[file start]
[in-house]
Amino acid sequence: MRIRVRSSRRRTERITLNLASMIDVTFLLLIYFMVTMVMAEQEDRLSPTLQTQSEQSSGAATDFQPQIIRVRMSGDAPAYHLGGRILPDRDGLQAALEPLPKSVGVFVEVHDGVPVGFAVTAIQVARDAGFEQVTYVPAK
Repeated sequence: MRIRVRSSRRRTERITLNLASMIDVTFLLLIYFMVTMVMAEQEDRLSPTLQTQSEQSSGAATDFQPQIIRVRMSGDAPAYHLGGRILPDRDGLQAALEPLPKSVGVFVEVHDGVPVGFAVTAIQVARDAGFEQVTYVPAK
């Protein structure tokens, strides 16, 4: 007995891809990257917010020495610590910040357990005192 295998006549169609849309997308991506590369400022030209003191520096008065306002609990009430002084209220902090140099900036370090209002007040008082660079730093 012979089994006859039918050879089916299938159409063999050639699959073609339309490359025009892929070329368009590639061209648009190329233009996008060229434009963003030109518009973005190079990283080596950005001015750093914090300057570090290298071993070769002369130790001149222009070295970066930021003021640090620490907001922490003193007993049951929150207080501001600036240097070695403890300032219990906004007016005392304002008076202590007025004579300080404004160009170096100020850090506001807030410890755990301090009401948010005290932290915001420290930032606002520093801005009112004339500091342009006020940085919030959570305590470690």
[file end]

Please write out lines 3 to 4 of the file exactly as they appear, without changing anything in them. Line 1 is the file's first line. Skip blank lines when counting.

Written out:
Repeated sequence: MRIRVRSSRRRTERITLNLASMIDVTFLLLIYFMVTMVMAEQEDRLSPTLQTQSEQSSGAATDFQPQIIRVRMSGDAPAYHLGGRILPDRDGLQAALEPLPKSVGVFVEVHDGVPVGFAVTAIQVARDAGFEQVTYVPAK
């Protein structure tokens, strides 16, 4: 007995891809990257917010020495610590910040357990005192 295998006549169609849309997308991506590369400022030209003191520096008065306002609990009430002084209220902090140099900036370090209002007040008082660079730093 012979089994006859039918050879089916299938159409063999050639699959073609339309490359025009892929070329368009590639061209648009190329233009996008060229434009963003030109518009973005190079990283080596950005001015750093914090300057570090290298071993070769002369130790001149222009070295970066930021003021640090620490907001922490003193007993049951929150207080501001600036240097070695403890300032219990906004007016005392304002008076202590007025004579300080404004160009170096100020850090506001807030410890755990301090009401948010005290932290915001420290930032606002520093801005009112004339500091342009006020940085919030959570305590470690």